See? This is what I believe....but I would not fault someones voice if they felt differently. As long as they can be respectful to my voice in return....when they start telling me, "No, no, no..YOU'RE WRONG!!"...Well,my mama use to say, "If you don't like what's on TV, turn the channel". Same thing with life..if you don't like it, than don't give it your time. Turn the page, get on with things.Don't listen to them, don't read it.....
My mom gave birth to me after spending nine months knowing that her husband had left her for another woman. There was two alternatives: abortion or birth...and having a baby meant living with her folks, of whom she didn't have a good relationship.
She chose to have me. It wasn't easy, we never had much money, although I didn't live without. It made me enjoy, to actually have a big desire, for a simple life. How great is that? God taught me that, even when I didn't realise He was doing that! Do yo know when I realised that?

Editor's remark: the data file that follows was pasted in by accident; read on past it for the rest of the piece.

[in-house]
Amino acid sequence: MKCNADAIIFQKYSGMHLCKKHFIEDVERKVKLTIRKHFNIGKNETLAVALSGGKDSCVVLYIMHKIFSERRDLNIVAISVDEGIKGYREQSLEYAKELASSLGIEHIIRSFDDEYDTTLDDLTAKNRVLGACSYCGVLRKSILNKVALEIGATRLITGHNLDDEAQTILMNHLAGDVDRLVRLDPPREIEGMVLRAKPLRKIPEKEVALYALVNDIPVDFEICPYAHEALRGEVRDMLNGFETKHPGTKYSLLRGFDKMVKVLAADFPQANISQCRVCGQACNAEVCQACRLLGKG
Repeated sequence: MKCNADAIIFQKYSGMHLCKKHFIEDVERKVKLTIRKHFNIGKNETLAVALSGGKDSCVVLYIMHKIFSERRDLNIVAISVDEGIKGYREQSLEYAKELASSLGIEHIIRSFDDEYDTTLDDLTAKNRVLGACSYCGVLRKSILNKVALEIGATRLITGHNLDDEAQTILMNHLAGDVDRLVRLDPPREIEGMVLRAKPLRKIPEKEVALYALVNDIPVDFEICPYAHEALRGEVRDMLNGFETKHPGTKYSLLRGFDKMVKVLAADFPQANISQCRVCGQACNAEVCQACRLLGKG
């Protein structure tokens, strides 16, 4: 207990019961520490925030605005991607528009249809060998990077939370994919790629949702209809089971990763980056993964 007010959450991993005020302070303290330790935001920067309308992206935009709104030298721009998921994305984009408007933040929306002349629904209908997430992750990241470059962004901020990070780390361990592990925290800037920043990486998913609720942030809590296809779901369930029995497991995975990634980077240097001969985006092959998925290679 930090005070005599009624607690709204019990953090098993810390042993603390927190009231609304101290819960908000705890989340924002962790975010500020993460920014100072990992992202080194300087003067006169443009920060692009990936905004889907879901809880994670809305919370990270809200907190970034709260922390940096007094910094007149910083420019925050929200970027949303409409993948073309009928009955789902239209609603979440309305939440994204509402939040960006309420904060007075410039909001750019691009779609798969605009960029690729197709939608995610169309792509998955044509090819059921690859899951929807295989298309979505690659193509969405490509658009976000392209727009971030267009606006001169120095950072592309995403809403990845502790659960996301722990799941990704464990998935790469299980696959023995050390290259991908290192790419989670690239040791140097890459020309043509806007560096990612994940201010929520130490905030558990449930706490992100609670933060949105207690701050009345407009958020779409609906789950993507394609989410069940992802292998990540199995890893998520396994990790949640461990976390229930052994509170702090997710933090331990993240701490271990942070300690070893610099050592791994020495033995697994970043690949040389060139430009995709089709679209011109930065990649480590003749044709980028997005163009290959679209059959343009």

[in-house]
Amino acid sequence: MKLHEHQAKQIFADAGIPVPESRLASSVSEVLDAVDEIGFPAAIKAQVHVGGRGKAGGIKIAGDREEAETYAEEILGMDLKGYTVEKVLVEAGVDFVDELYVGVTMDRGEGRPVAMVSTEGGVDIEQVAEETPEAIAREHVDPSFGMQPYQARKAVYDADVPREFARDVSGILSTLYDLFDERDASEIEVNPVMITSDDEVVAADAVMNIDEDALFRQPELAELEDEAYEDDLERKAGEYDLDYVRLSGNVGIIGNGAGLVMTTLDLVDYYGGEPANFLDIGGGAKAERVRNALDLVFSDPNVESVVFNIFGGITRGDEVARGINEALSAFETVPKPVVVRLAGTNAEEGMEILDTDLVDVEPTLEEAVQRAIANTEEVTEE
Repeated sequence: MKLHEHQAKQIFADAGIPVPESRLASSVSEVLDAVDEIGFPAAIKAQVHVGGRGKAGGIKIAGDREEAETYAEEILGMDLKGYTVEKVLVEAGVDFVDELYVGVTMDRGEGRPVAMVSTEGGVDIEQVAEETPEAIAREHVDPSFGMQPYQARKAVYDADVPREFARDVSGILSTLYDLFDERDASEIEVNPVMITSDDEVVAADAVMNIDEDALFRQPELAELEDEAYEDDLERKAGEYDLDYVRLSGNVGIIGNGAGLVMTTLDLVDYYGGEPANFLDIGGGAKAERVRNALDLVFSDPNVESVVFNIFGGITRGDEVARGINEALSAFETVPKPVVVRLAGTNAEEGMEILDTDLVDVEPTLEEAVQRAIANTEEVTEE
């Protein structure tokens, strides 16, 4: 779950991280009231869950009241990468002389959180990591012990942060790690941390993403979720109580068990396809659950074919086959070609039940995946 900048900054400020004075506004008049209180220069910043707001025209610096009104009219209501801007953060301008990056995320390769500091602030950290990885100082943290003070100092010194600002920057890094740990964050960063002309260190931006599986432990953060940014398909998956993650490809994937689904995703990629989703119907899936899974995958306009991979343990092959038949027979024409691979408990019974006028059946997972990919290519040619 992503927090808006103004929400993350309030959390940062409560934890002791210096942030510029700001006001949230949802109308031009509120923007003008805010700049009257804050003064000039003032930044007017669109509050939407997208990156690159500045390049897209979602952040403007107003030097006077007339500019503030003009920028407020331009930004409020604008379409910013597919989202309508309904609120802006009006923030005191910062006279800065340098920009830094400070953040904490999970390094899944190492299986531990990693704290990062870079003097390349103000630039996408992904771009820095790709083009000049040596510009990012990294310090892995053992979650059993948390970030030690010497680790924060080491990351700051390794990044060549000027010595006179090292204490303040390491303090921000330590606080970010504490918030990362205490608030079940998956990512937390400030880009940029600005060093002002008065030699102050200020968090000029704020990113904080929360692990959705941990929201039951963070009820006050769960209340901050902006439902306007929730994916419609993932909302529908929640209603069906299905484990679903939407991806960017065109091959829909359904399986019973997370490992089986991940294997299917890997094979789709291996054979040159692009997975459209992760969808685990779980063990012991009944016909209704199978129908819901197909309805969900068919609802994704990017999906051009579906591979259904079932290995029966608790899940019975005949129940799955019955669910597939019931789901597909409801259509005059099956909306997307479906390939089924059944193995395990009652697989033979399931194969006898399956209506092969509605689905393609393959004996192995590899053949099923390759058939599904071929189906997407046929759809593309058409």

Things weren't perfect...but I had an awareness of God and as I matured, so did that and one day I knew why He put me on this earth...for His good pleasure. I know what happens when I get out of sync with this, I flounder and feel like I'm in a twister...but then, guess who moved?
All that to say this: Stand on your convictions...but be ready to listen to someone respectfully....that doesn't mean embrace their way...but know "all things work together to them that love Him".
And I REALLY do like your site :)

Thank you Nic, I'm very glad to hear it. At the very least you've inspired a blog post for me!

Word, sister. (What a ridiculous way to comment, but I am at lack for better words). :-)

Yes. I wish our society would advance far enough to advocate for support systems to end parental poverty, to allow woman to be fully and truly woman, to receive the honour she deserves for her unique powers of birthing. It's a longer, harder fight, but we're not done yet.

My mother, a retired teacher and activist, speaks sometimes of the apathy of the pre-adult generation. These girls have somewhere picked up the idea that there's no conflict left for women's rights.

Reproductive rights is a blatant one--as in, the right to have social support and affirmation in birthing and parenting.

Love your blog, Nicole.

Thanks Cat! I hope I can teach my girls to be opinionated and passionate AND listen to other people's opinions AND fight for their rights. What a tremendously difficult job, lol.